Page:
Imagine the vibrant Americana of the Coen Brothers, twisted into a seething vat of venomous corruption and you’ll pretty much have the measure of The Devil All the Time. Directed and co-written by Antonio Campos and based on a novel by Donald Ray Pollock (who serves as our narrator), this is a multi-layered, labyrinthine slow-burner of a film, where a whole string of characters are linked by a series of weird coincidences. In Pollock’s bleak world view, the blame for most of the evil that plagues humanity can be laid squarely at the door of organised religion.
The central character, Arvon Russell (Tom Holland), is one of the few sympathetic human beings in this narrative, and even he is someone given to Old Testament levels of brutality towards anyone who wrongs his much-loved step sister, Lenora (Eliza Scanlen). Arvon’s violent tendencies stem from the treatment he received from his God-fearing Dad, Willard (Bill Skarsgard), who very much believed in the eye-for-an-eye approach and whose treatment of the family pet is particularly hard to stomach. Lassie Come Home, this really isn’t.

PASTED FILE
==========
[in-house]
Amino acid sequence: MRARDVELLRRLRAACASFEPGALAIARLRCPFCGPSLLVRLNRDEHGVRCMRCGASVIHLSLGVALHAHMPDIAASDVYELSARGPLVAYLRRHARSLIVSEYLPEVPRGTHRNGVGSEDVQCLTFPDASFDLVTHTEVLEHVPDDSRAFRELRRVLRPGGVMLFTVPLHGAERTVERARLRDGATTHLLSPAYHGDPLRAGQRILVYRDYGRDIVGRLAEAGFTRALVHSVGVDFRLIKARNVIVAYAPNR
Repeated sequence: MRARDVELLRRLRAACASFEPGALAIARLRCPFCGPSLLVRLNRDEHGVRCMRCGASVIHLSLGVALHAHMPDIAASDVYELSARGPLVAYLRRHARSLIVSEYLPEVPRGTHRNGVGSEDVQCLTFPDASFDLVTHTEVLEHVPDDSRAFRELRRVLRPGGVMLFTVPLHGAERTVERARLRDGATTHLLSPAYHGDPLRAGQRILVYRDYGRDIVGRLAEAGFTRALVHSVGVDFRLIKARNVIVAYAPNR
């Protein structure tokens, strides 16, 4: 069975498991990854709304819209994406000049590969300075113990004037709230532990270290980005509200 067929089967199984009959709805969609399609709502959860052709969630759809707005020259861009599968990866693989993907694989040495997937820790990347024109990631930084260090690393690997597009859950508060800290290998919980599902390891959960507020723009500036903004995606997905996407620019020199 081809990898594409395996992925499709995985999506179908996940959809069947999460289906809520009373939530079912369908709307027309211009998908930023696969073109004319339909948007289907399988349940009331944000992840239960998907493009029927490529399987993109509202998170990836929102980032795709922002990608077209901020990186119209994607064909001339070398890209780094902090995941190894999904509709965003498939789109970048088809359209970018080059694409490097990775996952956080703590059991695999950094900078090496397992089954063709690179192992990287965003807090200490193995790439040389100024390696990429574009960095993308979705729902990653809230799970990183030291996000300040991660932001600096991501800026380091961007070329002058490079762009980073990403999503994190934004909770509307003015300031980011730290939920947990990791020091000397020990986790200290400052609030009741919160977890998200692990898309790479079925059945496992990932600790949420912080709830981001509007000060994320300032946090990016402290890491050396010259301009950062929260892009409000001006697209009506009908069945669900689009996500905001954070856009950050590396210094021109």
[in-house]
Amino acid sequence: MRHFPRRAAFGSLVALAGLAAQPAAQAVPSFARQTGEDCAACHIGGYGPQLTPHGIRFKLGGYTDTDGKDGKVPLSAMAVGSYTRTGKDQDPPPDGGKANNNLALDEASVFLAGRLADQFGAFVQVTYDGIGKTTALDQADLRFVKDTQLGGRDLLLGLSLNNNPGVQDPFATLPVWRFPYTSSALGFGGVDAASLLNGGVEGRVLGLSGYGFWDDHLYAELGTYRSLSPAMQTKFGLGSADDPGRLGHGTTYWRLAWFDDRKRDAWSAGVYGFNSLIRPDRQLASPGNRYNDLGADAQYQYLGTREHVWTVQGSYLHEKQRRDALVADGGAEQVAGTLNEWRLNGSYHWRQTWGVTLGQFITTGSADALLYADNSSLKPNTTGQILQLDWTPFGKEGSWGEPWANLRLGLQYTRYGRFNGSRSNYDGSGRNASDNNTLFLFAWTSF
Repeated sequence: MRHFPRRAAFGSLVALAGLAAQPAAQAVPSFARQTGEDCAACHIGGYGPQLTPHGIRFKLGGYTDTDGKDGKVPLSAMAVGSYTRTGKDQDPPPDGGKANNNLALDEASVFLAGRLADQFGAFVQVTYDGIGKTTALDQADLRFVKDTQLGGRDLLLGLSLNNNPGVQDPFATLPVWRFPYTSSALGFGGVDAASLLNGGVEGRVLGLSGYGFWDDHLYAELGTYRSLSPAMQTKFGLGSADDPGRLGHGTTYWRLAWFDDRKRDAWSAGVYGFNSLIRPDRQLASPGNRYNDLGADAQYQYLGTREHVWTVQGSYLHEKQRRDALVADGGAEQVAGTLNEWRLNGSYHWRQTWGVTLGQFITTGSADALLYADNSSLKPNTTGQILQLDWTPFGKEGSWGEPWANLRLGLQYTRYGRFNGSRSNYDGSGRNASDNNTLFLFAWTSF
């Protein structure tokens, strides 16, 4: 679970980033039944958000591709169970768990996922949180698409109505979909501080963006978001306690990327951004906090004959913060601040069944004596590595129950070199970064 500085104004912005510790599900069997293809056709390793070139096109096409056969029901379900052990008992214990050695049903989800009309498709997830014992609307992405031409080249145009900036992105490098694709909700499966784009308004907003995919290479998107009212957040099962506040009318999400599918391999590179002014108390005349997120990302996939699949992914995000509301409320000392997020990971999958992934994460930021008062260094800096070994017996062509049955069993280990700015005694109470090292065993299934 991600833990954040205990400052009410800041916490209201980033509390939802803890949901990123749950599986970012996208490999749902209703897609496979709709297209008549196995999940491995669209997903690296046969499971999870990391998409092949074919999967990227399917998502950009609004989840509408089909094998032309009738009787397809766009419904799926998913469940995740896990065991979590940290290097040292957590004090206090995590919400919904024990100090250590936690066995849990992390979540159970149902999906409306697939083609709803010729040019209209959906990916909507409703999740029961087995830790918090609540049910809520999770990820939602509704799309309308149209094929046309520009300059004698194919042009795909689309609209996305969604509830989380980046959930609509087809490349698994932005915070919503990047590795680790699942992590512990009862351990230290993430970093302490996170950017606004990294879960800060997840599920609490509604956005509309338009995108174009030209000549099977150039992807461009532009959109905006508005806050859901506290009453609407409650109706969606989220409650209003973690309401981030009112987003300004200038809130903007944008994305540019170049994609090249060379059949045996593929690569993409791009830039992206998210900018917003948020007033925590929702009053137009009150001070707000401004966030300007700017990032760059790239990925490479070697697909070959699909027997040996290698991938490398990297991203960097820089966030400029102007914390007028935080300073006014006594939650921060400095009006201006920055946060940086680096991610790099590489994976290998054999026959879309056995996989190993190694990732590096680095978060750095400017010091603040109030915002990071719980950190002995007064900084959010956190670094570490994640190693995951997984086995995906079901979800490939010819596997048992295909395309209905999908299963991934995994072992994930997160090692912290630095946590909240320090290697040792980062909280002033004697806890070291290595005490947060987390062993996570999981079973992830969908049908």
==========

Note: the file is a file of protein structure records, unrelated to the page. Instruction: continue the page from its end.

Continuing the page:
Elsewhere, we encounter the Reverend Preston Teagarden (Robert Pattinson), a sleazy preacher with a predilection for seducing young girls: crooked cop Lee Bodecker (Sebastian Stan) who’ll do whatever is necessary to further his ambitions, and a particularly vile couple, played by Jason Clarke and Riley Keough, who get their kicks from picking up young male hitchhikers…
On paper, it all sounds rather relentless but, unfolded as it is in a slow, measured narrative, it’s a surprisingly powerful brew. As Arvon is led inexorably deeper and deeper along the path to retribution, I find myself gripped right up to the final credits. It helps that a whole menagerie of talented actors submit nuanced performances here, particularly Holland who proves beyond a shadow of a doubt that there’s a lot more to him than slinging webs.
This may not be to everybody’s taste. As a vision of the United States, there’s little here resembling any kind of hope for the country’s collective soul. Indeed, it is a tale so excoriating, so morally bankrupt, that you can only feel a nagging worry for the society that spawned it.
The Devil All the Time is a Netflix original, ready to watch whenever you have the time, or the nerve, to take it on.